The winners of the election must be magnanimous in victory and work towards rebuilding the nation long ravaged by civil war. A peaceful and prosperous Mozambique is not only good for the SADC region, but the entire African continent.

What is most gratifying about the Mozambican election experience is that the country adhered to the SADC principles and guidelines governing democratic elections and the opposition parties were free to campaign. They were also allowed access to the public media including advertising their political messages.

The SADC region has made significant strides in the consolidation of the citizens’ participation in decision-making processes and also consolidation of democratic practice and institutions.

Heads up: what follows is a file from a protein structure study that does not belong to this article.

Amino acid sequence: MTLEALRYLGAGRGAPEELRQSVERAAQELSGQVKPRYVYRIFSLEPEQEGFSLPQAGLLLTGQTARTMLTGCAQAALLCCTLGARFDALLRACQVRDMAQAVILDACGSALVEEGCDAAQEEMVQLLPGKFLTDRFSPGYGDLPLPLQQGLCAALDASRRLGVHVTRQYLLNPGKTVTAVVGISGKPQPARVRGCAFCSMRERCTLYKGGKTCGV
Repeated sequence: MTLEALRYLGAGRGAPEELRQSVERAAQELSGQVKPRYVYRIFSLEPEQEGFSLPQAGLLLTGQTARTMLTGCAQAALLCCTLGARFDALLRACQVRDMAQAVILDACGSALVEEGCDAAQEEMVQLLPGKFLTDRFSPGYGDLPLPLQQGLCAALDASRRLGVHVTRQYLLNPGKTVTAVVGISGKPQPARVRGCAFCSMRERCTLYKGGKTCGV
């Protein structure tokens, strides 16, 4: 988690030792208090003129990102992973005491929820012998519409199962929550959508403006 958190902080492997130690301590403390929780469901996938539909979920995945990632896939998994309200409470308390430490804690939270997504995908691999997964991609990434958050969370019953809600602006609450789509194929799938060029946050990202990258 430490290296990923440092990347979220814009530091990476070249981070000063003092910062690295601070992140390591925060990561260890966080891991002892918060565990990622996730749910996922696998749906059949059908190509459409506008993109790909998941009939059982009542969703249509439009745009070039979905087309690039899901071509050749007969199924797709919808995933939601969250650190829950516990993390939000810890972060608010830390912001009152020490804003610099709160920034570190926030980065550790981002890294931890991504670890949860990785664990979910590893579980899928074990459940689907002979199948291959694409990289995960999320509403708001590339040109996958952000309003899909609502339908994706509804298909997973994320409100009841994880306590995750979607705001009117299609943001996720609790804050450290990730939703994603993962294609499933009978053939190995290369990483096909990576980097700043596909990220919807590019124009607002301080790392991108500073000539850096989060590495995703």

As such, the constitutions of all SADC member states enshrine the principles of equal opportunities and full participation of the citizens in the political process.

Building upon their (SADC member states) common historical and cultural identity forged over centuries, agreed to encapsulate their commonality into a single vision, that of a SHARED FUTURE.

Article 4 of the Treaty on the holding of elections states that “human rights, democracy and the rule of law” are principles guiding the acts of its members with Article 5 outlining the objectives of SADC, which commits member states to “promote common political values, systems and other shared values which are transmitted through institutions, which are democratic, legitimate and effective. It also commits member states to “consolidate, defend and maintain democracy, peace, security and stability” in the region.